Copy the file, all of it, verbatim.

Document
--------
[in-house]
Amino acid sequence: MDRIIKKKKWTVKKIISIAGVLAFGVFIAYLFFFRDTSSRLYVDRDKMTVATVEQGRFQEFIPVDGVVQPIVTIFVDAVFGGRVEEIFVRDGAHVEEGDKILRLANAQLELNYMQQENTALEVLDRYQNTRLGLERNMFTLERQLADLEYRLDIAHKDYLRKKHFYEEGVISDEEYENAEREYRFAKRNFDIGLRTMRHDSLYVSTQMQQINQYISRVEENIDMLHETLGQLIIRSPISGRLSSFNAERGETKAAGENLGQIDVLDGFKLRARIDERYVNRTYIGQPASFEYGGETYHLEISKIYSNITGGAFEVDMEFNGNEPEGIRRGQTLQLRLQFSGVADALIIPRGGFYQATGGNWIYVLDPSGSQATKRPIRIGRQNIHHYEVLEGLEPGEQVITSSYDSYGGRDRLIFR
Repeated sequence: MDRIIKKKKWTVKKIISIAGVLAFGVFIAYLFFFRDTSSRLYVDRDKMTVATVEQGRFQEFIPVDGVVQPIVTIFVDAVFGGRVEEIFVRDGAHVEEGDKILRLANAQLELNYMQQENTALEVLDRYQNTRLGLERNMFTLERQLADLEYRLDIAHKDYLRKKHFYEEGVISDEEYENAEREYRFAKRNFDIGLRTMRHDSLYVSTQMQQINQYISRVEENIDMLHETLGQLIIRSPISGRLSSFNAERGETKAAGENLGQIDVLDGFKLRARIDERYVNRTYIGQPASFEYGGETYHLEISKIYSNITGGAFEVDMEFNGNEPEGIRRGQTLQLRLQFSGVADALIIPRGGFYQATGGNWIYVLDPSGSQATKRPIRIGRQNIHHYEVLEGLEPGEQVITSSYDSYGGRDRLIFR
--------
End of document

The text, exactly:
[in-house]
Amino acid sequence: MDRIIKKKKWTVKKIISIAGVLAFGVFIAYLFFFRDTSSRLYVDRDKMTVATVEQGRFQEFIPVDGVVQPIVTIFVDAVFGGRVEEIFVRDGAHVEEGDKILRLANAQLELNYMQQENTALEVLDRYQNTRLGLERNMFTLERQLADLEYRLDIAHKDYLRKKHFYEEGVISDEEYENAEREYRFAKRNFDIGLRTMRHDSLYVSTQMQQINQYISRVEENIDMLHETLGQLIIRSPISGRLSSFNAERGETKAAGENLGQIDVLDGFKLRARIDERYVNRTYIGQPASFEYGGETYHLEISKIYSNITGGAFEVDMEFNGNEPEGIRRGQTLQLRLQFSGVADALIIPRGGFYQATGGNWIYVLDPSGSQATKRPIRIGRQNIHHYEVLEGLEPGEQVITSSYDSYGGRDRLIFR
Repeated sequence: MDRIIKKKKWTVKKIISIAGVLAFGVFIAYLFFFRDTSSRLYVDRDKMTVATVEQGRFQEFIPVDGVVQPIVTIFVDAVFGGRVEEIFVRDGAHVEEGDKILRLANAQLELNYMQQENTALEVLDRYQNTRLGLERNMFTLERQLADLEYRLDIAHKDYLRKKHFYEEGVISDEEYENAEREYRFAKRNFDIGLRTMRHDSLYVSTQMQQINQYISRVEENIDMLHETLGQLIIRSPISGRLSSFNAERGETKAAGENLGQIDVLDGFKLRARIDERYVNRTYIGQPASFEYGGETYHLEISKIYSNITGGAFEVDMEFNGNEPEGIRRGQTLQLRLQFSGVADALIIPRGGFYQATGGNWIYVLDPSGSQATKRPIRIGRQNIHHYEVLEGLEPGEQVITSSYDSYGGRDRLIFR